No major shocks in new North American trade pact, expert says

新华社| 2018-10-02 06:20:41|Editor: Mu Xuequan
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by: Evan Duggan

VANCOUVER, Oct. 1 (Xinhua) -- After years of calling the North American Free Trade Agreement (NAFTA) the "single worst deal ever approved," U.S. President Donald Trump and his administration reached a deal to entrench NAFTA under a new name with marginal adjustments.

On Monday, the leaders of Canada, Mexico and the U.S. announced a deal in principle called the United States-Mexico-Canada Agreement (USMCA). The tri-lateral trade pact will replace and modernize the 24-year-old NAFTA.

Following more than a year of tense and often cantankerous negotiations, the three countries reached understandings in key areas, including rules of origin for automotive manufacturing, agriculture, labor, intellectual property rights, culture, and dispute settlement.

Canada lauded the deal at home for ensuring that no U.S. tariffs would impact Canadian auto and auto parts exports.

Many elements of the original NAFTA were preserved and the deal doesn't have many big shocks, said John Ries, an international trade expert at the University of British Columbia in Vancouver - home to Canada's largest port.

"A lot of the important issues were laid out in the [U.S.' s earlier] agreement with Mexico," he told Xinhua in an interview.

He said one of the more significant elements of the deal from a Canadian perspective is the inclusion of 75 percent local content in the auto sector, which also guarantees that a certain number of vehicles must be built in high-wage factories.

"That's a pretty big change for the auto companies and very much... hurts Mexico and helps the U.S. and Canada," he said.

He said the deal will keep auto production alive in the Canadian and U.S. manufacturing hubs will likely keep prices high for consumers.

Another sticking point had been Canada's supply-managed dairy industry, which has been mostly protected from U.S. products via production quotas and tariff program.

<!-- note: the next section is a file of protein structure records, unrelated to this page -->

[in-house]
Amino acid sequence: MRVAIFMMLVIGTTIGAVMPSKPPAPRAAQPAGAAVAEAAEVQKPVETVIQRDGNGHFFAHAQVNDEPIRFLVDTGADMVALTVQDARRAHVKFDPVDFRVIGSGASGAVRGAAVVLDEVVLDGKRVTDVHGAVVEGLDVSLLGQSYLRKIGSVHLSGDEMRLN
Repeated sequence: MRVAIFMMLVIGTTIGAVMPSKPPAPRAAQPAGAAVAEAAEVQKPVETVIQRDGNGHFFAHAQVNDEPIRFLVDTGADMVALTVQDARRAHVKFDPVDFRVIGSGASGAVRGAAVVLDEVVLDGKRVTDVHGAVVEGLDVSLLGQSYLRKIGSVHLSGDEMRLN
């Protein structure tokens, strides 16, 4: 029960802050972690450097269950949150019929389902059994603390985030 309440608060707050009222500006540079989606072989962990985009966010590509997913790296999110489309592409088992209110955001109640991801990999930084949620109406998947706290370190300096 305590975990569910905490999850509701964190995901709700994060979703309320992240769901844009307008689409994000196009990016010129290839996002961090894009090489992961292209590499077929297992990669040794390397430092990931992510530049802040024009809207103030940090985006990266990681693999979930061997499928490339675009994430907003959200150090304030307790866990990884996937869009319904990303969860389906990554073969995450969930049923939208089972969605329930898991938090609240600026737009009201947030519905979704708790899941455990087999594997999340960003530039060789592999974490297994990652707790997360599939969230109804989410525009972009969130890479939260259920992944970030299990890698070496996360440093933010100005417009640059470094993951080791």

The U.S. had routinely said they wanted the Canadian supply management system dismantled.

In the new deal, American dairy producers will get access to only 3.6 percent of the Canadian market.

"It was pretty obvious that we would have to give a bit on [dairy], and we actually gave on it in the original Trans Pacific Partnership (TPP)," Ries said, referring to the 12-nation free trade pact that includes Japan, Vietnam, Canada and other Pacific nations. Trump withdrew the U.S. from the TPP last year.

Chapter 19, the main dispute settlement process in NAFTA, was kept intact, but drafted under a different chapter. Ries said the Canadian negotiators had been insistent on that point.

In Washington, President Trump said he plans to sign the new trade deal by the end of November.

"It's my great honor to announce that we have successfully completed negotiations on a brand-new deal to terminate and replace NAFTA... with an incredible new U.S.-Mexico-Canada agreement called USMCA," Trump said at the White House.

"I plan to sign the agreement by the end of November. I then will submit it for approval to Congress, where, in theory, there should be no trouble," he said.

U.S. and Canadian negotiators made the final push this weekend to reach an agreement before a midnight Sunday deadline, allowing leaders from the three countries to sign the new trade pact by late November.

Canadian Prime Minister Justin Trudeau on Monday called the deal good for Canada's middle class.

"The agreement-in-principle we reached today is good for Canada, good for Canadian businesses, and most importantly, good for Canadian workers and their families," he said in a statement. "When this improved agreement is implemented, North American trade will be preserved and modernized for the 21st century - just as we set out to do."

The U.S. administration said Monday, however, that it would keep in place tariffs against Canadian steel and aluminum imports, one of the key weapons the Trump administration used as leverage during the negotiations that took more than a year.

"That kind of surprises me," Ries said. "I don' t think it would hold up to scrutiny that they' re necessary for U.S. national security. That is being challenged in the WTO."

As for the name change from NAFTA, Ries said it probably has mostly to do with Trump's ego.

"It just seems to be a thing Trump had about hating NAFTA, and the association of NAFTA being the worst trade deal the U.S. has ever made," he said. "I think it was just a Trump vanity thing that he wanted to give it his own name."

The U.S. and Mexico are, respectively, Canada's first-and third-largest merchandise trading partners in the world, while Canada is respectively the second-and fifth-largest merchandise trading partner of the U.S. and Mexico - and the largest export market for the U.S.

Last year, trilateral trade between the countries reached nearly 1.1 trillion USD, more than a three-fold increase since 1993, according to Canadian government figures provided to the media.